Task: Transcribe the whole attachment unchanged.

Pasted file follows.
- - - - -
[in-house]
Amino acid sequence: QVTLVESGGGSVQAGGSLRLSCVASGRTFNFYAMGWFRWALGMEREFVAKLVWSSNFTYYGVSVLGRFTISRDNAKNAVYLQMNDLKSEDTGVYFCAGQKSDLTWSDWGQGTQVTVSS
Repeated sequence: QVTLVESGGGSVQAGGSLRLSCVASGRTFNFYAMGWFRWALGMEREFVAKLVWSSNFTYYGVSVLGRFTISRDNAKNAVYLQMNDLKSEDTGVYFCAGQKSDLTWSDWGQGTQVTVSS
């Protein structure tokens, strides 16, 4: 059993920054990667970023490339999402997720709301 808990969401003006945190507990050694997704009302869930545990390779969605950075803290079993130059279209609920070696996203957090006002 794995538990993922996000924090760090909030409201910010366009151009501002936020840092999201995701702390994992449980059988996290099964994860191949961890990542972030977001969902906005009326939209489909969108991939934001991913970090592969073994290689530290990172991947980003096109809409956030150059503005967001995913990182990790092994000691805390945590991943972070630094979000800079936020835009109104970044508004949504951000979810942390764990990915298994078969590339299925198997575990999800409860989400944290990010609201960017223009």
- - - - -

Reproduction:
[in-house]
Amino acid sequence: QVTLVESGGGSVQAGGSLRLSCVASGRTFNFYAMGWFRWALGMEREFVAKLVWSSNFTYYGVSVLGRFTISRDNAKNAVYLQMNDLKSEDTGVYFCAGQKSDLTWSDWGQGTQVTVSS
Repeated sequence: QVTLVESGGGSVQAGGSLRLSCVASGRTFNFYAMGWFRWALGMEREFVAKLVWSSNFTYYGVSVLGRFTISRDNAKNAVYLQMNDLKSEDTGVYFCAGQKSDLTWSDWGQGTQVTVSS
């Protein structure tokens, strides 16, 4: 059993920054990667970023490339999402997720709301 808990969401003006945190507990050694997704009302869930545990390779969605950075803290079993130059279209609920070696996203957090006002 794995538990993922996000924090760090909030409201910010366009151009501002936020840092999201995701702390994992449980059988996290099964994860191949961890990542972030977001969902906005009326939209489909969108991939934001991913970090592969073994290689530290990172991947980003096109809409956030150059503005967001995913990182990790092994000691805390945590991943972070630094979000800079936020835009109104970044508004949504951000979810942390764990990915298994078969590339299925198997575990999800409860989400944290990010609201960017223009």